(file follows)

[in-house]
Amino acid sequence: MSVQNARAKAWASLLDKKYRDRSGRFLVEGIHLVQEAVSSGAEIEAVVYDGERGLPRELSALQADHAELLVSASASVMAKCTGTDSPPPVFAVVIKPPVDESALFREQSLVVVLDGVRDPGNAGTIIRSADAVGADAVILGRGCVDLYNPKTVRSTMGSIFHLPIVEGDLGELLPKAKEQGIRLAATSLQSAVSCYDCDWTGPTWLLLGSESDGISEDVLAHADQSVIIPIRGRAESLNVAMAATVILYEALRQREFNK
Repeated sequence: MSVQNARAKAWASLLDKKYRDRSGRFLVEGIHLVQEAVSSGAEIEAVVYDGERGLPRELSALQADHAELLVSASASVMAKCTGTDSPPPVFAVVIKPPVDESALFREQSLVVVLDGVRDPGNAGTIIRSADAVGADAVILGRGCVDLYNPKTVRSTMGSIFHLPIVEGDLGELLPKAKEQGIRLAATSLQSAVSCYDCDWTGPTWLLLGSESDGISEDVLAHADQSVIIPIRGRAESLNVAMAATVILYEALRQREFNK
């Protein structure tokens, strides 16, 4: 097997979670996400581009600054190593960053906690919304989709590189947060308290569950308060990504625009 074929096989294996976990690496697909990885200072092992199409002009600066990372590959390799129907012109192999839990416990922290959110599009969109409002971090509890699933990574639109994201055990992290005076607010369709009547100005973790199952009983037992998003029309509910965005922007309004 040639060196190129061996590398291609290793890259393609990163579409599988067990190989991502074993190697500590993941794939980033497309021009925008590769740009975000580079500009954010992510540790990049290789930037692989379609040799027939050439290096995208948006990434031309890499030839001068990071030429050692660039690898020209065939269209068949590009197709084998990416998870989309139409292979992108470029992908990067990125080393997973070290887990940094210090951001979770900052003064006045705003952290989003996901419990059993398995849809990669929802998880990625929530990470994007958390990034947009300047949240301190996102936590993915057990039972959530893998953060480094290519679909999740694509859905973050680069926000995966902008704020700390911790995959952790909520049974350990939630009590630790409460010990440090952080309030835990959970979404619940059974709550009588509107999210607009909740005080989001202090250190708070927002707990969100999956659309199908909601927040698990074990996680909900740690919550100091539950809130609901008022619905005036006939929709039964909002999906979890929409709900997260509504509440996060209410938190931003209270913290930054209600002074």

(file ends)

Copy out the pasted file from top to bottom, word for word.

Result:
[in-house]
Amino acid sequence: MSVQNARAKAWASLLDKKYRDRSGRFLVEGIHLVQEAVSSGAEIEAVVYDGERGLPRELSALQADHAELLVSASASVMAKCTGTDSPPPVFAVVIKPPVDESALFREQSLVVVLDGVRDPGNAGTIIRSADAVGADAVILGRGCVDLYNPKTVRSTMGSIFHLPIVEGDLGELLPKAKEQGIRLAATSLQSAVSCYDCDWTGPTWLLLGSESDGISEDVLAHADQSVIIPIRGRAESLNVAMAATVILYEALRQREFNK
Repeated sequence: MSVQNARAKAWASLLDKKYRDRSGRFLVEGIHLVQEAVSSGAEIEAVVYDGERGLPRELSALQADHAELLVSASASVMAKCTGTDSPPPVFAVVIKPPVDESALFREQSLVVVLDGVRDPGNAGTIIRSADAVGADAVILGRGCVDLYNPKTVRSTMGSIFHLPIVEGDLGELLPKAKEQGIRLAATSLQSAVSCYDCDWTGPTWLLLGSESDGISEDVLAHADQSVIIPIRGRAESLNVAMAATVILYEALRQREFNK
């Protein structure tokens, strides 16, 4: 097997979670996400581009600054190593960053906690919304989709590189947060308290569950308060990504625009 074929096989294996976990690496697909990885200072092992199409002009600066990372590959390799129907012109192999839990416990922290959110599009969109409002971090509890699933990574639109994201055990992290005076607010369709009547100005973790199952009983037992998003029309509910965005922007309004 040639060196190129061996590398291609290793890259393609990163579409599988067990190989991502074993190697500590993941794939980033497309021009925008590769740009975000580079500009954010992510540790990049290789930037692989379609040799027939050439290096995208948006990434031309890499030839001068990071030429050692660039690898020209065939269209068949590009197709084998990416998870989309139409292979992108470029992908990067990125080393997973070290887990940094210090951001979770900052003064006045705003952290989003996901419990059993398995849809990669929802998880990625929530990470994007958390990034947009300047949240301190996102936590993915057990039972959530893998953060480094290519679909999740694509859905973050680069926000995966902008704020700390911790995959952790909520049974350990939630009590630790409460010990440090952080309030835990959970979404619940059974709550009588509107999210607009909740005080989001202090250190708070927002707990969100999956659309199908909601927040698990074990996680909900740690919550100091539950809130609901008022619905005036006939929709039964909002999906979890929409709900997260509504509440996060209410938190931003209270913290930054209600002074």